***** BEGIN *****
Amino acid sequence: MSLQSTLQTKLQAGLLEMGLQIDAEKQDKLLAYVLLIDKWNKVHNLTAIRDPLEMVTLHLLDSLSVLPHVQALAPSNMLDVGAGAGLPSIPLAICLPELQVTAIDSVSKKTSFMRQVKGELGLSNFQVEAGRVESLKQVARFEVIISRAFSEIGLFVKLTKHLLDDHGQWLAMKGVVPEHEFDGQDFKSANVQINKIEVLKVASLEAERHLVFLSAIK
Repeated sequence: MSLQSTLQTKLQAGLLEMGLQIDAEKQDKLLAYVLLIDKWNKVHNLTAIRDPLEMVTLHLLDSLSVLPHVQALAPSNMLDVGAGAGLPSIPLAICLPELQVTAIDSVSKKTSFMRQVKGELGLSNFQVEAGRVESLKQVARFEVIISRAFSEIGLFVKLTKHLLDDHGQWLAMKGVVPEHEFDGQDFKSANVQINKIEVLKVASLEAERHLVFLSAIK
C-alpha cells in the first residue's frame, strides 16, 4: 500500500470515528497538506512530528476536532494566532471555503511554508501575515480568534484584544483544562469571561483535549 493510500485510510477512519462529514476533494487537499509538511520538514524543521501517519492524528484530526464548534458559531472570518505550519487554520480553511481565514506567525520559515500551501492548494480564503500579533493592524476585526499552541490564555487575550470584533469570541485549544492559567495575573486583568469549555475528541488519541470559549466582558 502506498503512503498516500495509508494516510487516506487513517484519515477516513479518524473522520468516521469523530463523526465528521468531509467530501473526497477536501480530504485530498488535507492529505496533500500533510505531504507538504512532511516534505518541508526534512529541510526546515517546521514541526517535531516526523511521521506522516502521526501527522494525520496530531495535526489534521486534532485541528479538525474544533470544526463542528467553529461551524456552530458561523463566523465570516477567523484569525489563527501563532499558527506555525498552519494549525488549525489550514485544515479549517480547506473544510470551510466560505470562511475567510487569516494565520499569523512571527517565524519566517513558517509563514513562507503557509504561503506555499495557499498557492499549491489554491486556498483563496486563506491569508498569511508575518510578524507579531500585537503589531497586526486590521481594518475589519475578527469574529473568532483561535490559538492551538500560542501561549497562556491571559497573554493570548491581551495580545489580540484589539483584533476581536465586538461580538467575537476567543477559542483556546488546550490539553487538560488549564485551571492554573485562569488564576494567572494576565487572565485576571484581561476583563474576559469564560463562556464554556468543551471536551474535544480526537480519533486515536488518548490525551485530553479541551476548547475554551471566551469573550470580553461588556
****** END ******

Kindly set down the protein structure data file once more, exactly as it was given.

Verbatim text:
Amino acid sequence: MSLQSTLQTKLQAGLLEMGLQIDAEKQDKLLAYVLLIDKWNKVHNLTAIRDPLEMVTLHLLDSLSVLPHVQALAPSNMLDVGAGAGLPSIPLAICLPELQVTAIDSVSKKTSFMRQVKGELGLSNFQVEAGRVESLKQVARFEVIISRAFSEIGLFVKLTKHLLDDHGQWLAMKGVVPEHEFDGQDFKSANVQINKIEVLKVASLEAERHLVFLSAIK
Repeated sequence: MSLQSTLQTKLQAGLLEMGLQIDAEKQDKLLAYVLLIDKWNKVHNLTAIRDPLEMVTLHLLDSLSVLPHVQALAPSNMLDVGAGAGLPSIPLAICLPELQVTAIDSVSKKTSFMRQVKGELGLSNFQVEAGRVESLKQVARFEVIISRAFSEIGLFVKLTKHLLDDHGQWLAMKGVVPEHEFDGQDFKSANVQINKIEVLKVASLEAERHLVFLSAIK
C-alpha cells in the first residue's frame, strides 16, 4: 500500500470515528497538506512530528476536532494566532471555503511554508501575515480568534484584544483544562469571561483535549 493510500485510510477512519462529514476533494487537499509538511520538514524543521501517519492524528484530526464548534458559531472570518505550519487554520480553511481565514506567525520559515500551501492548494480564503500579533493592524476585526499552541490564555487575550470584533469570541485549544492559567495575573486583568469549555475528541488519541470559549466582558 502506498503512503498516500495509508494516510487516506487513517484519515477516513479518524473522520468516521469523530463523526465528521468531509467530501473526497477536501480530504485530498488535507492529505496533500500533510505531504507538504512532511516534505518541508526534512529541510526546515517546521514541526517535531516526523511521521506522516502521526501527522494525520496530531495535526489534521486534532485541528479538525474544533470544526463542528467553529461551524456552530458561523463566523465570516477567523484569525489563527501563532499558527506555525498552519494549525488549525489550514485544515479549517480547506473544510470551510466560505470562511475567510487569516494565520499569523512571527517565524519566517513558517509563514513562507503557509504561503506555499495557499498557492499549491489554491486556498483563496486563506491569508498569511508575518510578524507579531500585537503589531497586526486590521481594518475589519475578527469574529473568532483561535490559538492551538500560542501561549497562556491571559497573554493570548491581551495580545489580540484589539483584533476581536465586538461580538467575537476567543477559542483556546488546550490539553487538560488549564485551571492554573485562569488564576494567572494576565487572565485576571484581561476583563474576559469564560463562556464554556468543551471536551474535544480526537480519533486515536488518548490525551485530553479541551476548547475554551471566551469573550470580553461588556